Project Profile: Threshold Concepts and the Pharmacists’ Patient Care Process

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Claire Kolar

Dr. Claire Kolar is a graduate student in the Social and Administrative Pharmacy (SAPh) at the MN-COP. She is embarking on her dissertation research in the area of Scholarship of Teaching and Learning (SOTL). The aims of Dr. Kolar’s research are:

  1. The first aim is to identify Threshold Concepts associated with pharmacy students learning the Pharmacists’ Patient Care Process.
  2. The second aim is to create, validate and test a tool based on the previously identified Threshold Concepts to evaluate to what extent the Pharmacists’ Patient Care Process is taught across pharmacy curriculum.
Why did you choose to focus your research on the Pharmacists’ Patient Care Process (PPCP)?

Students at the MN-COP have been learning the Patient Care Process for many years and I have been directly involved in teaching this content in my time as a graduate student. In addition, the Joint Commission of Pharmacy Practitioners (JCPP) published the official Pharmacists’ Patient Care Process (PPCP) in 2014, which is essentially the same process we have been teaching our students. So while we are continually seeking ways to improve our own teaching of the Patient Care Process, now there is an opportunity to contribute to a larger conversation about teaching the PPCP as schools across the country look to adopt or refine a method for teaching patient-centered care.

I am interested in discovering if we are teaching and assessing the PPCP in the best way possible and in a way that really prepares our students for a future of providing patient-centered care, regardless of the practice setting.

What do you hope to learn about the PPCP from studying Threshold Concepts?

Threshold Concepts have not been studied or utilized in pharmacy education, but I think they have the potential to teach us a lot about student learning. A Threshold Concept is an idea or piece of information which transforms the learner’s way of thinking about a certain topic or discipline and is necessary for a student to progress in his or her learning (Meyer & Land, 2003).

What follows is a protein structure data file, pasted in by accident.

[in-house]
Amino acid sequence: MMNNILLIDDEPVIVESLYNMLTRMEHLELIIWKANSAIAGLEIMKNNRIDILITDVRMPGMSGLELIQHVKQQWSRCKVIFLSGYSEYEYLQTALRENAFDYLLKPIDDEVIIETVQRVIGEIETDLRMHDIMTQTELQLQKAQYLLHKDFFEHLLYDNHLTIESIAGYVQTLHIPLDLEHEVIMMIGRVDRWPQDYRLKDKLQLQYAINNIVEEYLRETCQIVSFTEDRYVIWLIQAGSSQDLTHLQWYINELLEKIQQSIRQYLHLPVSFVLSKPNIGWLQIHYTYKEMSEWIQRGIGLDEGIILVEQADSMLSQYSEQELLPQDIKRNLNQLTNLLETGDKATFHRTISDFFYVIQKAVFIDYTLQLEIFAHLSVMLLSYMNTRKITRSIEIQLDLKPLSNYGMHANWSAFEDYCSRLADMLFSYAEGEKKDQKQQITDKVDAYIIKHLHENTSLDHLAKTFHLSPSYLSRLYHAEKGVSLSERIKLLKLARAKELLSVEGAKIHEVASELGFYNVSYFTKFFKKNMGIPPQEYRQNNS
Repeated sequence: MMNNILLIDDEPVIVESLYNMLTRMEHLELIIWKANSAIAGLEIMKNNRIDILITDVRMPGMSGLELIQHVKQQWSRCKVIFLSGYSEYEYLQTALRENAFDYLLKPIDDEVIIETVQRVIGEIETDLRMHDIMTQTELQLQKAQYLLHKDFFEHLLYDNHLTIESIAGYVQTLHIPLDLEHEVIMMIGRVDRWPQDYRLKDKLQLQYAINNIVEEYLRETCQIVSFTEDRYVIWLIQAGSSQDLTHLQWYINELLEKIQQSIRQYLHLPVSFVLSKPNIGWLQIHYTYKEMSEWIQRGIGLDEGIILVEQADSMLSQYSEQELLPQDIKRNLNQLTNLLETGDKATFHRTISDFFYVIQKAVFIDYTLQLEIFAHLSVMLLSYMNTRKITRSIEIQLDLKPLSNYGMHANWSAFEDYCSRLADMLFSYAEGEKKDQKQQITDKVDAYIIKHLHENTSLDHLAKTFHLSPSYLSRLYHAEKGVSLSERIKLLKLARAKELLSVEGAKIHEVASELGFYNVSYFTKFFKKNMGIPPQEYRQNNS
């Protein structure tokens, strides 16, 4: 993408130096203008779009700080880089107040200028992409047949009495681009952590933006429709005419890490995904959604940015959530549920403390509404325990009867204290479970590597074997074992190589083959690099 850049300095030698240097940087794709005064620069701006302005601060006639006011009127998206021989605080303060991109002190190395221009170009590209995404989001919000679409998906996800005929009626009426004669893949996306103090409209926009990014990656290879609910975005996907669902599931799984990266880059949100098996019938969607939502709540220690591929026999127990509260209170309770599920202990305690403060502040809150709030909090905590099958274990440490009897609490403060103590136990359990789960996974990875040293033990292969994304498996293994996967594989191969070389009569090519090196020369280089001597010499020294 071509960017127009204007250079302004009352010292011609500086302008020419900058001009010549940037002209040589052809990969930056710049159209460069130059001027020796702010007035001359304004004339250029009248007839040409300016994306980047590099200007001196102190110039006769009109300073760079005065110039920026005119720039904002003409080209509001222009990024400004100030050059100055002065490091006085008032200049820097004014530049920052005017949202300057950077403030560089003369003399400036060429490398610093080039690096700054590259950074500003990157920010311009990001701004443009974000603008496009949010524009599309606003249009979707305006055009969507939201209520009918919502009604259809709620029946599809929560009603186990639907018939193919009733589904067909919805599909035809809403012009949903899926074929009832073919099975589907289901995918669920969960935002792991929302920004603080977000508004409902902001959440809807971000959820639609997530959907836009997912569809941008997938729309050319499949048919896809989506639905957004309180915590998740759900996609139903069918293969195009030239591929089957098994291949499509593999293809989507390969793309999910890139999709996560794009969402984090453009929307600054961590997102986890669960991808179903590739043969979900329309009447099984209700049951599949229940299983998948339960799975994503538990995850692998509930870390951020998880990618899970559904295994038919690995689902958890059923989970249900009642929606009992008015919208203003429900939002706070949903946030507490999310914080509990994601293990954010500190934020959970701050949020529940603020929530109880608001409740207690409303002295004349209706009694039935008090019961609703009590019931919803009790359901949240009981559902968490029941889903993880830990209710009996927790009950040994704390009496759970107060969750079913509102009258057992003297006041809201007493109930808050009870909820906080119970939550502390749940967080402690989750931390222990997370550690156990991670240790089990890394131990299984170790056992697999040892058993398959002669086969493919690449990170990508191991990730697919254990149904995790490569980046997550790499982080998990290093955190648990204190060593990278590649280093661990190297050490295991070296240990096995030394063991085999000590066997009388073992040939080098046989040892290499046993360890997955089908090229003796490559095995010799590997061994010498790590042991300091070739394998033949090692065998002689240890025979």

I am most excited to see if Threshold Concepts can illuminate concepts related to student learning and ultimately impact decisions we make as educators. I think we will continue to get better at teaching students the steps of the PPCP and skills related to performing those steps. However, I believe there is more to discover about developing pharmacy students into practitioners, utilizing the PPCP.

What’s next for your project?

My research has two phases. I am working on the first phase now and it involves gathering information on learning the Patient Care Process from a series of focus groups (preceptors, faculty and students) and convening an expert panel designed to reach consensus around the Threshold Concepts. The second phase will take the identified Threshold Concepts and create an evaluation tool to be administered to pharmacy students and faculty.

I will continue to work closely with my dissertation committee members [Dr. Kristin Janke, Dr. Ron Hadsall, Dr. Don Uden, and Dr. Jane Miller] to complete my research over the next year. Feel free to contact me ( if you would like more information on this work.  

Dr. Kolar is one of multiple SAPh graduate students doing research in the SOTL area. We will continue to post on her research as it progresses and profile the work of other students as they move through the program. Stay tuned!


Joint Commission of Pharmacy Practitioners. Pharmacists ’ Patient Care Process.; 2014.

Meyer JHF, Land R. Threshold concepts and troublesome knowledge: Linkages to ways of thinking and practising within the disciplines. Improv Student Learn – Ten Years On. 2003;4:1-16.

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